2. Wi-Fi / Networking Equipment

Connect up a wireless access point, put it in the corner and off we go…which leads to a favourite Dilbert cartoon of mine.

Dilbert.com

Delivering a good wireless experience is not ‘plug and play’, but it is a lot less painful if the right approach is used. Firstly never use consumer or low-end business wireless products, they will not deal with the simultaneous usage and throughput required, it needs high-end business wireless products to deliver a good service and even then capacity planning is critical. Wi-Fi is a shared medium meaning that if your client is connected at 54Mbps (and unfortunately although 802.11a/b/g Wi-Fi is promoted as having a speed of 54Mbps in reality this is closer to 20Mbps), that is a best case assuming no one else is using the network at the same time.  As soon as another user connects the available bandwidth is shared between them. Put 25 users onto one wireless access point and each user may only see 800kbps!

Providing good bandwidth to lots of users therefore requires multiple wireless access points, which can be achieved in several ways, but it requires careful planning otherwise choas results with all of the wireless access points interfering with each other. This area is complex and will make this blog way too long but a truly managed environment is the only way to deliver this successfully and that requires:

  • 2.4 GHz & 5GHz 802.11n Wireless Access Points – to maximise throughput and share load across the wireless spectrum
  • Air Time Fairness – to stop older wireless clients slowing down and hogging the network
  • Beam Forming – this is a technique that focuses wireless signals on the client that is ‘talking’ giving better performance and reducing the impact of interference.
  • Band Steering – to balance wireless clients between the available frequencies
  • Load Balancing & Roaming – to ensure wireless clients are evenly and seamlessly distributed across the wireless access points
  • User Throtling – the ability to limit the maximum speed of a client connection
  • Client Isolation – the ability to stop one wireless client ‘seeing’ another wireless client on the network

The wireless portion then needs to be backed up by good switching and routing, typically all running at gigabit speeds. For critical media centres redundancy in terms of network design and power backup also come into play. Other factors include authentication (username and password, shared key, etc) and breaking the network into mutliple ‘virtual networks’ so that different services can be offered to different user groups.

3. Network Management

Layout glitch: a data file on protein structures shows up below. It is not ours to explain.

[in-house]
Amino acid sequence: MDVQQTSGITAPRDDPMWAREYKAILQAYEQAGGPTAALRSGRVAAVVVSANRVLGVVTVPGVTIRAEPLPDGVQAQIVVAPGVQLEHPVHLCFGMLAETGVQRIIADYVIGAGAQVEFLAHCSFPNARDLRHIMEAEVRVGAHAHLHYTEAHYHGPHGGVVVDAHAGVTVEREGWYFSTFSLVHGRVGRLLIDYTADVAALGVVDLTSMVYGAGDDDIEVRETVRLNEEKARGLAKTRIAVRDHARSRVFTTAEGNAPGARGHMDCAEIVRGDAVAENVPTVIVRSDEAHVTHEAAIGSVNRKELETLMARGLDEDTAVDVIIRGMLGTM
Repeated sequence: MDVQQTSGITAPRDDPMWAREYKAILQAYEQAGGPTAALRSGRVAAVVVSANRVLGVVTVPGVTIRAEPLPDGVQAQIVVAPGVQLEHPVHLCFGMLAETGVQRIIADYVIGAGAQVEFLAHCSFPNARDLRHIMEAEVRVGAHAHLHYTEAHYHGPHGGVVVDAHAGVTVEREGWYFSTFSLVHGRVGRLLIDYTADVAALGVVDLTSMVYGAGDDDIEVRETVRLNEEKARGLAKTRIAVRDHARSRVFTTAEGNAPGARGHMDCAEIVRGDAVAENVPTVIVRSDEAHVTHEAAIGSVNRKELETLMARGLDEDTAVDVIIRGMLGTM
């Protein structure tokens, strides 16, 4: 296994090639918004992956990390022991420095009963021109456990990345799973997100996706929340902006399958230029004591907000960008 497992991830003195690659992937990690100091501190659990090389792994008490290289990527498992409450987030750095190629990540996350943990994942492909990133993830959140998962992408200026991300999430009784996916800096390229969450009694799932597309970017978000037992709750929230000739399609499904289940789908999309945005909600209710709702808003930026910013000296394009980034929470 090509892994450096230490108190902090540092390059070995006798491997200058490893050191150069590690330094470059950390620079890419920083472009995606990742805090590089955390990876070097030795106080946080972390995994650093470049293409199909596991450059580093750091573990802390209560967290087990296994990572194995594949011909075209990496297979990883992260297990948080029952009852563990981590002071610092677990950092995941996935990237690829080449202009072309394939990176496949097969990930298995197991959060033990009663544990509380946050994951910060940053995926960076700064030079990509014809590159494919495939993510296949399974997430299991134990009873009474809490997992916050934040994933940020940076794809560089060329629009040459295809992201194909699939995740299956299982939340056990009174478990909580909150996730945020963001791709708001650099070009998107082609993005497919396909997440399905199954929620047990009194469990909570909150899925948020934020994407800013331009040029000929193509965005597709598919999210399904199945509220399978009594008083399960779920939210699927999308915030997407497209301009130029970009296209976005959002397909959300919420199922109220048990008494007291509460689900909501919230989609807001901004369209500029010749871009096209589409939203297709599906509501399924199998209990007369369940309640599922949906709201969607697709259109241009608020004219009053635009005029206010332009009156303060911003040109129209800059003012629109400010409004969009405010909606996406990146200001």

Once the network is designed and implemented it would be nice if it looked after itself but in a busy media centre there are still more challenges. The most common issue is interference, particularly in the 2.4GHz frequency range (which is the most common one for wireless clients) as many other items use the Wi-Fi frequencies too – bluetooth, DECT phones, ad-hoc wireless networks, RADAR, microwave ovens (yes I’m serious, particularly industrial ones) and various pieces of broadcast equipment such as video senders. These sources of interference can wreak havoc on Wi-Fi networks. A managed Wi-Fi network can automatically deal with some interference by switching channels and power output but in a busy media centre there is often no option but to use a spectrum analyser to constantly scan and identify interference sources so that they can either be eliminated or avoided. During the Sky Election Debate 113 sources of interference were identified and dealt with!

Spot the wireless cameras - always a concern for Wi-Fi

 Active monitoring of the network is also important, this gives real-time information on the status of all the devices such as the wireless access points, the data passing through the network and how much capacity is being used. This facilitates making tweaks to the network before problems occur. It also has the benefit of providing a post event report with lots of data on usage.

4. Support

Having people to provide good technical support to users in the media centre is one of the best ways of keeping  journalists happy. For example the Sky Election Debate happened not long after the launch of the Apple iPad in the US so a number of people had imported them from the US and hadn’t got to grips with them yet, the support staff not only helped them connect to the network but also gave some basic usage assistance. That level of support is highly appreciated and tends to lead to favourable comments in the articles they write.

Delivering a good experience in a media centre is not without its challenges but those challenges can be overcome by using the right tools for the job, good planning and a technical team that know that they are doing. At the end of an event when journalists come over to specifically say “it was the best wireless experience I’ve ever had” then you know it was a job well done.